As Russia Greases Up Oil Exports, Sanctions Need to Get a Grip

As the U.S. Treasury Department refocuses its efforts to stifle Russia’s war in Ukraine, the latest (and certainly not the last) round of ‘blocking’ sanctions has refreshed the focus on Russian energy and startups in the petroleum market who have, despite all the red tape, managed to maintain a steady stream of income for the Kremlin.

Suffice to say, it’s no secret sanctions have yet to curtail Russia with any compelling effect.

Three firms and a tanker company, which emerged as some of the biggest players in Russia’s new alternative economy, now find themselves added to the U.S. sanctions list as a result. They were accused of using Western maritime services such as transportation, insurance, and financing while carrying Russian crude oil above the $60-per-barrel price cap, imposed on December 2022 on seaborne exports of Russian crude. The mechanism bans Western companies from providing services for oil sold above the cap.    

It’s already shown some promising, but will it really prove sufficient? This is not Russia’s first rodeo with targeted sanctions and ever since the conflict began, it has cleverly maneuvered itself by quickly rerouting supply lines towards willing countries including India, China, UAE, and Turkey.

In recent months, the Kremlin has even traded above the pre-war average. It’s also been incredibly successful at funneling oil exports through companies with a valid but blurred presence in Western financial systems, and even blurrier ownership structures. The U.S. Treasury estimates half of Russia’s oil is exported through these opaque entities, and this is where the strategy seems to be faltering. 

So how do we begin curtailing those illicit supply lines that perforate the Western ecosystem and not just oil exports? Aside from cutting off ties to the U.S. economy and prohibiting American business from large parts of the wider world, legislating one new sanction occasionally closes the loopholes which Russia exploits, but it’s not enough. 

How to Make Sanctions More Effective

The only way for governments and financial institutions to curb the trade of sanctioned goods and choke off Russia’s oil money is to enable real-time visibility into every part of a shipment’s supply chain by smart technology that identifies trade patterns, tactics, and anomalies that can illuminate this dubious trade and assess where sanctions are truly being enforced and where they continue to be vulnerable to Russian maneuvering. 

Despite the cascade of sanctions, the private sector carries a large part of the onus to ensure any form of integrity can be reached and governments need to work hand-in-hand with them for greater effectiveness.

Smart solutions are doing their utmost, from traceability to logistics technology, to help companies ensure their supplies are not abetting Russia’s war effort. However, expecting the private sector to leverage these smart solutions in order to remain compliant rather than also having a government body that assists in enforcing it has created an uneven playing field. This is shown with some private companies achieving a higher level of compliance success compared to others.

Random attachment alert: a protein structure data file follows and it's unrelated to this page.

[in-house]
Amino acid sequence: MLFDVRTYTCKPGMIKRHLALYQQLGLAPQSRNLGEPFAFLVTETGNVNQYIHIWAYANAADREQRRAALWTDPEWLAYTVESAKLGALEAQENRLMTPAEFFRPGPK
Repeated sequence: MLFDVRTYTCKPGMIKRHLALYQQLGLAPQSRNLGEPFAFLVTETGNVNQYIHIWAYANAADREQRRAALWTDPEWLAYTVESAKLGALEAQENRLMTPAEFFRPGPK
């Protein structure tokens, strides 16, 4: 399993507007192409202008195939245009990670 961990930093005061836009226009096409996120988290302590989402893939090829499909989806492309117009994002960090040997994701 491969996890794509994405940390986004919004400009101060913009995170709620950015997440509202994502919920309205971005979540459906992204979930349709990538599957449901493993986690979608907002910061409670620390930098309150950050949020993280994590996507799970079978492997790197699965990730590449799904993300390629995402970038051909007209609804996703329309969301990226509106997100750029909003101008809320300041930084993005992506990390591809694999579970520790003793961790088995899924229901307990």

Decentralized and varied enforcement methods ultimately embed inconsistency in standards, with different entities utilizing certain technologies for assessing different areas of their own integrity. Some might be effective and produce clear visibility into operations at certain tier levels, but the challenge becomes how far into the supply chain they are able to have visibility into and identify the point of ill-compliance. 

From that point on, these companies can start countering Russia’s exploitation of the Western financial system with much more vigor, because sanctions rely on it to fulfill their purpose. Ultimately, with the ecommerce revolution and online marketplaces like Temu emerging, it’s almost impossible to cut off trade between the United States and Russia completely, but too much is still penetrating through the sanctions’ perimeter. 

Today’s approach must lean on dynamic data that harnesses the entire global digital ocean for real-time insight using advanced AI solutions. Technology that pushes for greater visibility and is instituted at the state level can give sanctions the desired traction, allowing high visibility into complex supply chains. 

It’s not enough to leave all entities to verify their integrity unilaterally. When businesses standardize smart processes at the border with greater real-time visibility into every part of a shipment’s supply chain, they provide the visibility to assess where sanctions are truly being enforced and where they continue to be vulnerable to Russian maneuvering.